THE DOCTORS 101 CHRONIC SYMPTOMS AND CONDITIONS #26: HYPERTENSION

Hypertension places an extra load on the blood vessels and heart, and eventually causes them to become diseased. High Blood Pressure is therefore bad for the entire body, which depends on the blood vessels for delivering the nutrients and oxygen necessary for life.

Most hypertension happens from subtle changes in the body’s signalling systems, and often runs in families; This is called “essential hypertension”. Additionally, there are a number of diseases and conditions of which hypertension is a symptom. It is important to know if you have hypertension, and fortunately it is easy to discover.

A visit to the doctor, or even to the pharmacy will make a reading available, and if you are concerned, an automatic cuff is available for $20. A healthy lifestyle and weight Will help prevent and treat hypertension, as in so many other chronic conditions.

A variety of medications are available to treat hypertension, but ANY MEDICATION CAN PRODUCE SIDE EFFECTS. It is rare for an effective medication to produce only a single, desired effect on the body. I have never known a person who at some time did not experience some side effect from antihypertensive medications.

Be sure to maintain contact with your Doctor. The dose may be too high, causing episodes of LOW blood pressure with fainting. When I was in practice, any number of patients came to me with a chronic cough, which I “cured” by having their doctor replace their ACE Inhibitor with another medication.

Please read the accompanying Mayo Clinic article for a complete discussion of this important condition.

–Dr. C.

Mayo Clinic article

INFOGRAPHIC: ‘DIFFERENCES BETWEEN COVID-19, THE FLU AND ALLERGIES (2020)

COMMENTARY:

The infographic by the allergy and asthma foundation aims to distinguish between Covid, Influenza and allergy. I would like to discuss more than symptoms. Covid and Influenza are both caused by invading infectious viruses.

Allergy is an over-response by the sensitized body to harmless proteins from the environment Covid and Influenza viruses cause direct damage to the lining membranes of the respiratory tract provoking a protective response by the body which produces inflammation in the nose and lung. Rhinitis, bronchitis and pneumonia result, depending on the site of the inflammation.

The symptoms of Allergy are far different from both Influenza and covid. ITCHING of the nose, eyes and skin is the hallmark of allergic Rhinitis, allergic conjunctivitis and Hives, respectively. Influenza or Covid Infection of the nose, eyes and airways can produce sneezing, redness, coughing and difficulty breathing, but not usually itching.

Fever is characteristic of Influenza and Covid, but not of uncomplicated Allergy. Asthma can result from either infection or allergy, but is a separate beast, caused by release of different inflammatory cytokines.

The ASTHMATIC REACTION shows itself in the BLOCKAGE of breathing of air OUT of the lung, on EXHALATION. This blockage on exhalation in asthma is heard as wheezing, a musical sound. Just ask the wheezing person to take a deep breath IN, which should be easier, and then breathe out as fast as possible, which should be slower and more difficult. Fever is not a feature of uncomplicated Asthma. Influenza and Covid.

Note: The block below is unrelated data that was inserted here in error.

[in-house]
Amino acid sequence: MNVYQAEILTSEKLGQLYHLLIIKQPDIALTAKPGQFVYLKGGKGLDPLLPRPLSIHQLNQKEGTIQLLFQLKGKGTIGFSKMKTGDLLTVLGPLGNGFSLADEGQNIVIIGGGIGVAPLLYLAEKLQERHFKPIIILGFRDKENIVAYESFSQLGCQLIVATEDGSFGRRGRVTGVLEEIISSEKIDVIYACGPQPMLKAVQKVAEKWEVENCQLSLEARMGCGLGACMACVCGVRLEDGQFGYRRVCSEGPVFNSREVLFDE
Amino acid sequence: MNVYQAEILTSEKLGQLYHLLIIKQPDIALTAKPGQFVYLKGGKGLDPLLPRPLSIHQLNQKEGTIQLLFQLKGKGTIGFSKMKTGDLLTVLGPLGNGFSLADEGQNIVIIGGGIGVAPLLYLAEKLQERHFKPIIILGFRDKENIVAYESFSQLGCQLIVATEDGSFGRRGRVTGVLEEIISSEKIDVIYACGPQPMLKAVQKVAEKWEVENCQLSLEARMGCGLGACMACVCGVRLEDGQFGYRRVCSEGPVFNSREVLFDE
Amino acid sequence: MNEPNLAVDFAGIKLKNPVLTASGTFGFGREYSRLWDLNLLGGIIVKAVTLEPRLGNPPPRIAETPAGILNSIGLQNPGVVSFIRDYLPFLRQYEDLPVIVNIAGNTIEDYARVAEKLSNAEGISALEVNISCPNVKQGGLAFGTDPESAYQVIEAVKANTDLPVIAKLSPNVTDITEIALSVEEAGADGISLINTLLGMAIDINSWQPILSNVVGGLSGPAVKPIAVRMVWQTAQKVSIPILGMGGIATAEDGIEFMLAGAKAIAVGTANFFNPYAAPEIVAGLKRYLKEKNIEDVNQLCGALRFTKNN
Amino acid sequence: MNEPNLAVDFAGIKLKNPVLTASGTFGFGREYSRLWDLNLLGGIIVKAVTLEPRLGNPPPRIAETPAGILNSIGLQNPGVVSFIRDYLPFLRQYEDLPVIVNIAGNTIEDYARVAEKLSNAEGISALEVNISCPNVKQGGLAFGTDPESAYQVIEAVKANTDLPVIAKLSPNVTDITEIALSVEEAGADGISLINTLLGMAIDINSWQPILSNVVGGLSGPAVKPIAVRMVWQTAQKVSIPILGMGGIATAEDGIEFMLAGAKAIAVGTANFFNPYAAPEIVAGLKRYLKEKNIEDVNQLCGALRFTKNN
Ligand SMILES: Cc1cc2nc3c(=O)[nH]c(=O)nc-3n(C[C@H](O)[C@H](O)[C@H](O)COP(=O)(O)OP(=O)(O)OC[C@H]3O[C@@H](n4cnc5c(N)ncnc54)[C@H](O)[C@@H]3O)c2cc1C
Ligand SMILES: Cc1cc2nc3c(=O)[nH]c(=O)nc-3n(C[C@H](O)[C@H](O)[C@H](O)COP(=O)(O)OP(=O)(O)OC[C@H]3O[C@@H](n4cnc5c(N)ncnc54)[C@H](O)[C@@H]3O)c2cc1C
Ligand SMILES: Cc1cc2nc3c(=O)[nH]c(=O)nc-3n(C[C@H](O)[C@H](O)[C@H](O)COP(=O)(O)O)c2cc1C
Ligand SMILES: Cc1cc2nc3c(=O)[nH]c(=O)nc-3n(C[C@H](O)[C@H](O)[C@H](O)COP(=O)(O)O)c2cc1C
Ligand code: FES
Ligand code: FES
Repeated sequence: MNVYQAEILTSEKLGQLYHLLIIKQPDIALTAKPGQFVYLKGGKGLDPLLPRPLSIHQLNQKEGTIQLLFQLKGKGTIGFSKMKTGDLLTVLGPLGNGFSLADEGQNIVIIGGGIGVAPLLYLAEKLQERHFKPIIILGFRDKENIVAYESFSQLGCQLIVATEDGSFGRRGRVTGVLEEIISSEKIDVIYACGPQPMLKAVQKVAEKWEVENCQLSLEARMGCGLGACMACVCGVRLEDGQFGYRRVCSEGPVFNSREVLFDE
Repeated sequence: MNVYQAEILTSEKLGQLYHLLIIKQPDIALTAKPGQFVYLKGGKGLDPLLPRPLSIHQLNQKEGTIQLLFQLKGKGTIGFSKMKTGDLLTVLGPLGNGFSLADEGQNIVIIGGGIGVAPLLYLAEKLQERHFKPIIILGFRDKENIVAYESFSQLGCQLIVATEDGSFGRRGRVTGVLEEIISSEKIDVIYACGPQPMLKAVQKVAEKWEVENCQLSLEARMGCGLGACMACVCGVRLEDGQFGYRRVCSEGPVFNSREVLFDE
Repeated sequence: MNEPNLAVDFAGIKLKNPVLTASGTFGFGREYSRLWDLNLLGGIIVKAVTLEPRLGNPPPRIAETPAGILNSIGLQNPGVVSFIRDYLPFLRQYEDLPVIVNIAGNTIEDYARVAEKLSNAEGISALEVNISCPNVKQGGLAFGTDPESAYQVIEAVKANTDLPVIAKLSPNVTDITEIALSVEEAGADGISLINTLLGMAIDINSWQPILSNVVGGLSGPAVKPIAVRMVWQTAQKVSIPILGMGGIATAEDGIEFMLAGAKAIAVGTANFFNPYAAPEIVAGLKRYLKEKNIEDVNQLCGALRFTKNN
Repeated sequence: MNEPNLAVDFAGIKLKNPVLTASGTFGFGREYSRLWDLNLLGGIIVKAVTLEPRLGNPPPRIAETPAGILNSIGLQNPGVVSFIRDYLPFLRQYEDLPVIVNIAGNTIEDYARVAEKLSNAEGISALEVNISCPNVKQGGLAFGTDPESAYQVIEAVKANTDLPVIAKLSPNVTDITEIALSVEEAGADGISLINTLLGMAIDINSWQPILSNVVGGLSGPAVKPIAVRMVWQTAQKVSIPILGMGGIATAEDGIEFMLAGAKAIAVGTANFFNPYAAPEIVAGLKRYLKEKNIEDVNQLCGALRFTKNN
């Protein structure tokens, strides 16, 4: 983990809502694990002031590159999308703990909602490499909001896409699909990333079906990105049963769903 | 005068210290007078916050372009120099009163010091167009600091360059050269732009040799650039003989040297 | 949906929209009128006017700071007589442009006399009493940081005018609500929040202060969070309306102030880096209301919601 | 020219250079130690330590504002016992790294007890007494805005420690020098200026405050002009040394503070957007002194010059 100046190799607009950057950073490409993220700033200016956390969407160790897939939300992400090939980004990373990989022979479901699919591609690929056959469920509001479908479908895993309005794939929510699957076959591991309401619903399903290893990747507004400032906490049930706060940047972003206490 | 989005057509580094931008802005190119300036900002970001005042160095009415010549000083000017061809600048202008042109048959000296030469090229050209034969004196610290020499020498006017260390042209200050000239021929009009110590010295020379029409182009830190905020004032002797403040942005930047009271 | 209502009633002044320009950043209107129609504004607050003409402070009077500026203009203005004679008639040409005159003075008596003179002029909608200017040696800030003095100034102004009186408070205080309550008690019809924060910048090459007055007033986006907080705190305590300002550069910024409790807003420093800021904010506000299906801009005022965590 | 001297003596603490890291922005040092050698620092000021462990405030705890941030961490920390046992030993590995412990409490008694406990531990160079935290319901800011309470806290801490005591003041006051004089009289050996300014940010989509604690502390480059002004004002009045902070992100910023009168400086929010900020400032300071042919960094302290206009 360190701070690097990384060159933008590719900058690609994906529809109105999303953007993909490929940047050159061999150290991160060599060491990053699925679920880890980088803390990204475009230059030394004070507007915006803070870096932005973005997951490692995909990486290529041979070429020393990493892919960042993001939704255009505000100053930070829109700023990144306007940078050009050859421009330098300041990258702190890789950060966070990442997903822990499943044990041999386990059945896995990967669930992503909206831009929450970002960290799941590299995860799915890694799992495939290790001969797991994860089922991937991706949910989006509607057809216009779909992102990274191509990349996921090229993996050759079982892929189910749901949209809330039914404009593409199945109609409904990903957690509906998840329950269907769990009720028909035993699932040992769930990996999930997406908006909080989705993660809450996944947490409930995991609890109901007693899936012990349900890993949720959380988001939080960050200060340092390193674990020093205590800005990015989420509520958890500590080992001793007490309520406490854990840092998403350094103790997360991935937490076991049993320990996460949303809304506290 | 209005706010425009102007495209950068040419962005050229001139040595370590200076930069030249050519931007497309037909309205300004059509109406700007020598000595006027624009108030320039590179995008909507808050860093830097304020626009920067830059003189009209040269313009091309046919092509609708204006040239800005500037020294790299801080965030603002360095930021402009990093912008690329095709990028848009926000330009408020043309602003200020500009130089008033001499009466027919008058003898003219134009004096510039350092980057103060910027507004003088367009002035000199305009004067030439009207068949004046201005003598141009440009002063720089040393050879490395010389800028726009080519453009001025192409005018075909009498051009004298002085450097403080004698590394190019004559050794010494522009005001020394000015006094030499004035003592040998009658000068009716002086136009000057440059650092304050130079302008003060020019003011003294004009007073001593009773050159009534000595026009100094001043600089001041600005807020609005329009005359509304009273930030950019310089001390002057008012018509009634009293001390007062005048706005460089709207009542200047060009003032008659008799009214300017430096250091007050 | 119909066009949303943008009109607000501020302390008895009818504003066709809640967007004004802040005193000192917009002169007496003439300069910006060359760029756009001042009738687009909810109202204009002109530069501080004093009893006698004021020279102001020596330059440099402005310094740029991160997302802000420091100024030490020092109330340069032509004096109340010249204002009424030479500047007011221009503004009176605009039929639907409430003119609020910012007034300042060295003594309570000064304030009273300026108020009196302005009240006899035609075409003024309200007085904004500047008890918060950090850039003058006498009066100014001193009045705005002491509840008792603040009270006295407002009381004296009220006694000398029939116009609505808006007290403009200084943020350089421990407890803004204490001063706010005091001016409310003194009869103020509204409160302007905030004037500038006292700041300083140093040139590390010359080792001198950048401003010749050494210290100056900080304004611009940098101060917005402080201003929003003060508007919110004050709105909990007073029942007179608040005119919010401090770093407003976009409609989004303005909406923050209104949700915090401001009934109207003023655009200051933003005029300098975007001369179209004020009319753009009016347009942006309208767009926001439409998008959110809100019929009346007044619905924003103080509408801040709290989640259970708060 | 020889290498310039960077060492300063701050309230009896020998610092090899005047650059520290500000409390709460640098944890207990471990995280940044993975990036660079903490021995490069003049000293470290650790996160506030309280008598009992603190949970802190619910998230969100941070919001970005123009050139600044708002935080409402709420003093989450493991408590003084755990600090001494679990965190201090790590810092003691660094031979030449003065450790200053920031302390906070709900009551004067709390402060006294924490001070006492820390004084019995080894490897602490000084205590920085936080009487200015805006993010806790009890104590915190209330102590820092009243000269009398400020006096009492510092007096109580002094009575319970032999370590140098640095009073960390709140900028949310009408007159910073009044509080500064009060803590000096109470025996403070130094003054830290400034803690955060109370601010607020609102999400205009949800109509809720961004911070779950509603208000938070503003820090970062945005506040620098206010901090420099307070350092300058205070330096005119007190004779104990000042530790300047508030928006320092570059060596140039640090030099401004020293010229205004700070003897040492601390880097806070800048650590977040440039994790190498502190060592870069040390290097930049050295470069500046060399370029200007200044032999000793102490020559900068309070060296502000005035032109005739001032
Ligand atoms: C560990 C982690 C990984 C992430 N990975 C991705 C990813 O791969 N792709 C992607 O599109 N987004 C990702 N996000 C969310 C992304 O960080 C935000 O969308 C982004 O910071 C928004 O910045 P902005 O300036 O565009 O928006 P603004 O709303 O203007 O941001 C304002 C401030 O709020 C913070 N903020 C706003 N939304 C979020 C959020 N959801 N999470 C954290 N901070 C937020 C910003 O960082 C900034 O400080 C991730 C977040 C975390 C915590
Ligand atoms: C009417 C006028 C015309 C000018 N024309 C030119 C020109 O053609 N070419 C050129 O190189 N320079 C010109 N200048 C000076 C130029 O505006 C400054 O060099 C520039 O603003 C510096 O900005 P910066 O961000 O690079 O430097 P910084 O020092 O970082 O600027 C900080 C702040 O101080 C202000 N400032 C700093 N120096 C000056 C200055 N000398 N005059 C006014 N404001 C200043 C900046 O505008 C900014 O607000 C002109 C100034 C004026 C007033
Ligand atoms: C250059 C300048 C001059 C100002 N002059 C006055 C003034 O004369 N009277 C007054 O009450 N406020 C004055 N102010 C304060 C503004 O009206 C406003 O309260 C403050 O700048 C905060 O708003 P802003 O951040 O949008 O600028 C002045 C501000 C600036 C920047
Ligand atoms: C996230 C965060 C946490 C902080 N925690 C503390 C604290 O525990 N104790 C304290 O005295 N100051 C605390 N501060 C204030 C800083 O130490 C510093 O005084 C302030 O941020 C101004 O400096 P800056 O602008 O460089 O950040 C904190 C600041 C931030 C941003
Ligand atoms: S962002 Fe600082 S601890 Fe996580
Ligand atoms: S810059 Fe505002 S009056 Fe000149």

Both produce FEVER, fatigue, aching and usually coughing. Covid has the greater linkage with Coughing, which often progresses to Shortness of breath. Both Influenza and Covid can produce a sore throat and runny nose. LOSS OF SENSE OF SMELL is unique to Covid, although if your nose is stuffy, the sense of smell can be impaired. Influenza preys on the very young, which are generally spared from Covid.

If you are careful about social distancing and wear masks in public, and get sick, Covid is more likely, since COVID IS MORE CONTAGIOUS THAN INFLUENZA. Covid protections will probably result in fewer cases of Influenza this winter.

To summarize,both the “flu” and Covid 19 are infectious conditions, vastly different from allergy, which is a derailed body defense mechanism. Any of the three can result in an asthmatic reaction, though the fever of influenza often lessens the Asthmatic response to that condition.. Covid is much more contagious and severe than influenza and can cause more widespread organ damage. Be sure to practice MASK WEARING AND SOCIAL DISTANCING.

If you have asthma and it worsens, in my opinion, this favors covid. My asthmatic patients often got better with the fever of Influenza. If you have a CHILD that gets sick, it is more likely to be Influenza than Covid.

–Dr. C

CDC INFOGRAPHICS: ‘HEAT STROKE & HEAT EXHAUSTION’

COMMENTARY:

THERMOREGULATION, preservation of the normal body temperature, is well developed in humans, and monitoring the body temperature has been useful since the development of thermometers.

Indirect measurement by Infrared detectors is being widely used today to detect FEVER as a sign of Covid in gatherings such as schools. Reactive increase of body temperature in a cool environment is a body defense mechanism that I have discussed earlier. Contrary to general practice, Fever, in my opinion, should be left untreated unless excessive, such as above 103 degrees F., or even 104 degrees.

Excessive environmental temperature, such as in a closed car, Jacuzzi, or heat wave can defeat the body’s ability to defend the normal temperature. Children, with their high body surface to mass ratio, are particularly at risk, as periodic newspaper articles testify. HEAT STROKE is the most serious of heat-related illnesses, leading to high and increasing body temperature, mental symptoms, even convulsions, and is a MEDICAL EMERGENCY.